Pupils have expressed how the worry about exams, and grief at the loss of their school experience so shortly after the disruption of the pandemic, is impacting their mental health and capacity to learn. 

Many feel they have "waved goodbye" to the grades that could ensure top university places and bright futures. 

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MP Ms Kelly Foy said: "The report produced by Durham University has laid bare to government ministers just how incomprehensible it is that, after 17 weeks of disruption to their education, pupils at Leonard’s are expected to sit their upcoming exams without any reasonable adjustments.

"The inability of the DfE, Ofqual and examinations boards to grasp the severity of this situation, despite warnings from the Bishop Wilkinson Catholic Education Trust, school leadership, families and myself is a catastrophic failure of all of those involved in making decisions thus far.

“Children and young people in Durham matter as much as those in Essex, some of whom had temporary schools completed within 6 weeks. Ministers in Westminster may think that this issue has gone away because Durham is so far away from London, but I will fight this until the very end.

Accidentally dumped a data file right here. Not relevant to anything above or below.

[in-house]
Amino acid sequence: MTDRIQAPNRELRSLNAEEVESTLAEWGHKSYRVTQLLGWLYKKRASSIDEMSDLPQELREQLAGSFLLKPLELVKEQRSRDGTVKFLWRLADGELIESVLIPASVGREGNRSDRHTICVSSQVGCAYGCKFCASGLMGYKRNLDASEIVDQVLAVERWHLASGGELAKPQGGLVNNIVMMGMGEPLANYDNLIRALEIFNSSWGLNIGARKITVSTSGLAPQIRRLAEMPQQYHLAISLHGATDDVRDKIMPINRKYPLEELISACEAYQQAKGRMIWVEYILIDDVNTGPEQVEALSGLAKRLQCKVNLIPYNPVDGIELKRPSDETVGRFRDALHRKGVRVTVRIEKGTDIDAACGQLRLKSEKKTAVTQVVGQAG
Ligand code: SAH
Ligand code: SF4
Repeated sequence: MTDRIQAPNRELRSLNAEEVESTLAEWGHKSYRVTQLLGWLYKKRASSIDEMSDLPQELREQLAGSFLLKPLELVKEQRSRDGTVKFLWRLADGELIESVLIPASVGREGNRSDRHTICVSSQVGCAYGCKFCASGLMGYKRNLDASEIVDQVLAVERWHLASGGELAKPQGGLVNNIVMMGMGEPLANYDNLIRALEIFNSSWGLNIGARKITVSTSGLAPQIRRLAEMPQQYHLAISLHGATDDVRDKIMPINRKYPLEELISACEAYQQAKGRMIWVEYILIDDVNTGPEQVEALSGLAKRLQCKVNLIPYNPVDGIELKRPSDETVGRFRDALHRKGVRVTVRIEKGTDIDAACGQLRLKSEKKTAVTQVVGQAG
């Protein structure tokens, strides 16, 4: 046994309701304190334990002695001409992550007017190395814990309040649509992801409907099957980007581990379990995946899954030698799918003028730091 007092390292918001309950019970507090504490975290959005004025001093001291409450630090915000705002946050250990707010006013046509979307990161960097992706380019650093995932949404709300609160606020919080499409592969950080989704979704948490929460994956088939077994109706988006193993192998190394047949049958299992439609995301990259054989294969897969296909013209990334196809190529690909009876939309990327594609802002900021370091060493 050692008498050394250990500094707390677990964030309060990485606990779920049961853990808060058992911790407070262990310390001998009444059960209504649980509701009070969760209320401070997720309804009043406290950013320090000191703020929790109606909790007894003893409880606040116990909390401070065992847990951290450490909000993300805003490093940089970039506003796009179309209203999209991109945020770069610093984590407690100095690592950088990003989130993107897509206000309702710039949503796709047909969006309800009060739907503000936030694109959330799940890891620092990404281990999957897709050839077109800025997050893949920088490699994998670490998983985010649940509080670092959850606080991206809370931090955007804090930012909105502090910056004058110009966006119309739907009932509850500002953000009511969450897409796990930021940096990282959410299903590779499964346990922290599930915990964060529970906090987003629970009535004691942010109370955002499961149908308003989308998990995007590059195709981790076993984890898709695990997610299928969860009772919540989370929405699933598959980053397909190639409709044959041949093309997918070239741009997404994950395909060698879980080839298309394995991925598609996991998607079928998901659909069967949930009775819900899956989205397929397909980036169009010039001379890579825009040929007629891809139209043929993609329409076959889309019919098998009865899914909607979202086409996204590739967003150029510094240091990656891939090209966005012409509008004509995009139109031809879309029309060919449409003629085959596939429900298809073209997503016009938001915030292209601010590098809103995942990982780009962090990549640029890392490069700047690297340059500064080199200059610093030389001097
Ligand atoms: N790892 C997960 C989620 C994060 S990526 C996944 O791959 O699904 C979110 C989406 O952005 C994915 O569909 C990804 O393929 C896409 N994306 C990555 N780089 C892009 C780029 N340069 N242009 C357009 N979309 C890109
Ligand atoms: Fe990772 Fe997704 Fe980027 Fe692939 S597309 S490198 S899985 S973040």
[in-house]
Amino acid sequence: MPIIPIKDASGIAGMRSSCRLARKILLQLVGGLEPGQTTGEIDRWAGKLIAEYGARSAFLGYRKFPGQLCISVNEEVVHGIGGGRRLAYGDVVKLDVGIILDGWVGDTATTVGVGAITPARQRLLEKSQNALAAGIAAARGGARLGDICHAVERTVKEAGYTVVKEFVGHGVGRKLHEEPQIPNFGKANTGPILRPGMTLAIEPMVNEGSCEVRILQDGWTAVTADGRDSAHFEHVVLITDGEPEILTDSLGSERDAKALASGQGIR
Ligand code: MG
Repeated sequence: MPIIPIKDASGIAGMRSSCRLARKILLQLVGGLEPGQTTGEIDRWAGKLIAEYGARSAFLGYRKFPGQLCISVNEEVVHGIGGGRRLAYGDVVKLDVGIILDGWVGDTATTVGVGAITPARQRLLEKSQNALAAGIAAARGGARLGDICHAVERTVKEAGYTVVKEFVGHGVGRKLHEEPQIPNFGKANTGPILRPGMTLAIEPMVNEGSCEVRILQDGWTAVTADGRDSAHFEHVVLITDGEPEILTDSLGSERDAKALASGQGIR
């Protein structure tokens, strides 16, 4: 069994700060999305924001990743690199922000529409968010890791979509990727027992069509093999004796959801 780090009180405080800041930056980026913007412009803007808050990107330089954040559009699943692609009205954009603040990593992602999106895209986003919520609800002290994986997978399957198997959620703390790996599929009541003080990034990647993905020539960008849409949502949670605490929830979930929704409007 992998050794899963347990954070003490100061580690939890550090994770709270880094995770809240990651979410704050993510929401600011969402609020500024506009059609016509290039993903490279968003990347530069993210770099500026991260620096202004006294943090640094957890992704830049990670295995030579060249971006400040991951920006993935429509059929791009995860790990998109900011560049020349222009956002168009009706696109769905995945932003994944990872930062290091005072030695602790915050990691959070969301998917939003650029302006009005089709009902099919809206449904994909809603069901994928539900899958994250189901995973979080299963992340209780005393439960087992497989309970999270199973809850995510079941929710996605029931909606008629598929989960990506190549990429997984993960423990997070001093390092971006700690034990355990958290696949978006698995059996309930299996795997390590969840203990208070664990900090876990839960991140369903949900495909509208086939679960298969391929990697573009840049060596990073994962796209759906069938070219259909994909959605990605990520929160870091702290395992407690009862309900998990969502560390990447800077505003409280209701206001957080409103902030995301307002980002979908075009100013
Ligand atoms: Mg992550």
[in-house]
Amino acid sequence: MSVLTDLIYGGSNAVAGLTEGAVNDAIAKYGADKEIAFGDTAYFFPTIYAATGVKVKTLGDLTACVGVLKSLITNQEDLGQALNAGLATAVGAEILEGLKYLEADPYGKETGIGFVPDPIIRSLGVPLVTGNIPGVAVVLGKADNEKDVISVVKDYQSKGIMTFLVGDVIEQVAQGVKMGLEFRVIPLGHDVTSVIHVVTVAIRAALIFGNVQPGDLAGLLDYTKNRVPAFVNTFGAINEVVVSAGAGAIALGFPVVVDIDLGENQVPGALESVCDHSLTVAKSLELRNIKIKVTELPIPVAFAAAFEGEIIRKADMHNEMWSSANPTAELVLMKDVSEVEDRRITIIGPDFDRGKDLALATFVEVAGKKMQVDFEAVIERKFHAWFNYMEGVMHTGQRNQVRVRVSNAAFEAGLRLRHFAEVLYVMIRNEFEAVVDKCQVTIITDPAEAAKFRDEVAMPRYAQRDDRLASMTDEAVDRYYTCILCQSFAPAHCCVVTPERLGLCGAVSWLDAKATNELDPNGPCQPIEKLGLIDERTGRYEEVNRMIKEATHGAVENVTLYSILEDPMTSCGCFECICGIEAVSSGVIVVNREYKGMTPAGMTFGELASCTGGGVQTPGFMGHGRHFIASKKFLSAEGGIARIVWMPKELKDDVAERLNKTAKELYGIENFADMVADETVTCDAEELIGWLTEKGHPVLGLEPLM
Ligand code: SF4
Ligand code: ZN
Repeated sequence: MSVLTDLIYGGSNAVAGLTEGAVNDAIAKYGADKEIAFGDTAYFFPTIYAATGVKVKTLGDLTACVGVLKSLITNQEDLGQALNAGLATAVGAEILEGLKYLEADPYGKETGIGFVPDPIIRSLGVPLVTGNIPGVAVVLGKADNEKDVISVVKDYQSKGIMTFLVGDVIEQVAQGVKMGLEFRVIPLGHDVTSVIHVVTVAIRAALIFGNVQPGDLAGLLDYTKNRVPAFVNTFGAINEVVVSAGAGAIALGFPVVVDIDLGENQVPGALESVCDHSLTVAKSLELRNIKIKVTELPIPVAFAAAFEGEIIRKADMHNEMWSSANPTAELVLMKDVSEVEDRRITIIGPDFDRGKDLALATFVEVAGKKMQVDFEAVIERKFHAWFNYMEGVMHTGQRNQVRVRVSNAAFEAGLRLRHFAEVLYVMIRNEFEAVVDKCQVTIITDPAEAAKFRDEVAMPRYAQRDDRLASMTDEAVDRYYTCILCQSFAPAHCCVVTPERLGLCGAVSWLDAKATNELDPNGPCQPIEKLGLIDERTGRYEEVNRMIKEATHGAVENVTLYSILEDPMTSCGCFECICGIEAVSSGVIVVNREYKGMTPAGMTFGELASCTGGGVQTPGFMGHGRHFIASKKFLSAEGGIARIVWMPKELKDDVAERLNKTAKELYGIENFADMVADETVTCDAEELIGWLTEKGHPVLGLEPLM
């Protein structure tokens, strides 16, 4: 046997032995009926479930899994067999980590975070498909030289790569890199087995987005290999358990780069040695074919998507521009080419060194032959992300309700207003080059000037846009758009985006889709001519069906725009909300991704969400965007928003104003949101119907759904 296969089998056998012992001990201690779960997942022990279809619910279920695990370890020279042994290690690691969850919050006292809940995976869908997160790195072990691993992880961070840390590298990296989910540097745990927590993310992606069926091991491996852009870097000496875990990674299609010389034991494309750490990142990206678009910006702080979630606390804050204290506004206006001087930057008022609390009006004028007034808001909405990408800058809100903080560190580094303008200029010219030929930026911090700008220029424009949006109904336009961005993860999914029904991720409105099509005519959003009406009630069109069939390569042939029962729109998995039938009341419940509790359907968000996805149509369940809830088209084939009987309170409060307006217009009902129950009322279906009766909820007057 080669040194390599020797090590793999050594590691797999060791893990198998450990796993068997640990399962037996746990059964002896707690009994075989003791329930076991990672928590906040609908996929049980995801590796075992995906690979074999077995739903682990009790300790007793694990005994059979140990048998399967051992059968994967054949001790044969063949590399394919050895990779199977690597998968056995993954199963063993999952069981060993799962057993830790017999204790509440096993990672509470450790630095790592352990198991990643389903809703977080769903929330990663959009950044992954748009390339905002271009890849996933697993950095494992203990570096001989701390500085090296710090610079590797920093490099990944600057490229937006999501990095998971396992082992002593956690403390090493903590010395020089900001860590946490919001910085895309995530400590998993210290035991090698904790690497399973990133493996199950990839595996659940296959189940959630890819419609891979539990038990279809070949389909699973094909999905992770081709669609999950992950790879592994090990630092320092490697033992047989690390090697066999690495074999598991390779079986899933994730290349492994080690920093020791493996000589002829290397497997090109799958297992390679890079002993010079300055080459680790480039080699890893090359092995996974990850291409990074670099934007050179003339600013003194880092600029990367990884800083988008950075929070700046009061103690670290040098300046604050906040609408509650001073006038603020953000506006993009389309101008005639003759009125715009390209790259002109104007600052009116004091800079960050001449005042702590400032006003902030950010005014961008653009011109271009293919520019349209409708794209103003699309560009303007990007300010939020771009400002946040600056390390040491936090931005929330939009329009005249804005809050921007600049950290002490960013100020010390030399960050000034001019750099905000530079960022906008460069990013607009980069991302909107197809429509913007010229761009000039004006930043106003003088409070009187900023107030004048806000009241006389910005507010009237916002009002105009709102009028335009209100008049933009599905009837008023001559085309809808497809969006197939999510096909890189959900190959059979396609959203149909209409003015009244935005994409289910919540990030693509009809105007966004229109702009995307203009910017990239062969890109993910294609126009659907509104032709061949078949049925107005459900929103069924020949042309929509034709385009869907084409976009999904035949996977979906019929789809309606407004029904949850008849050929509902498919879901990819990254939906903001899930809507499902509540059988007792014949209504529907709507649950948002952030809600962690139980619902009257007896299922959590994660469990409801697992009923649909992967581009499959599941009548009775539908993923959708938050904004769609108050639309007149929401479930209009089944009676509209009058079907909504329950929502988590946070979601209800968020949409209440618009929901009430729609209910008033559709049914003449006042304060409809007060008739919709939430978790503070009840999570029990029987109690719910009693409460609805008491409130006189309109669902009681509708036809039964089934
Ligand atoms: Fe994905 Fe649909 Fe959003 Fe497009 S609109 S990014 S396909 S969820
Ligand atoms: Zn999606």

“The government can choose to work with me to resolve this once and for all or they can choose to abandon entire cohorts of children in Durham.”

A Department for Education spokesperson said: “The safety of staff and pupils is paramount, and we have been working at pace with schools, including St Leonards, to identify Raac and minimise disruption to pupils’ education.

“Alongside Ofqual we have worked with awarding organisations to help facilitate discussions with affected schools. We have asked awarding organisations to, where possible, agree longer extensions for coursework and non-examined assessment so that schools have as much time as possible to complete this important part of pupils’ learning and qualifications.”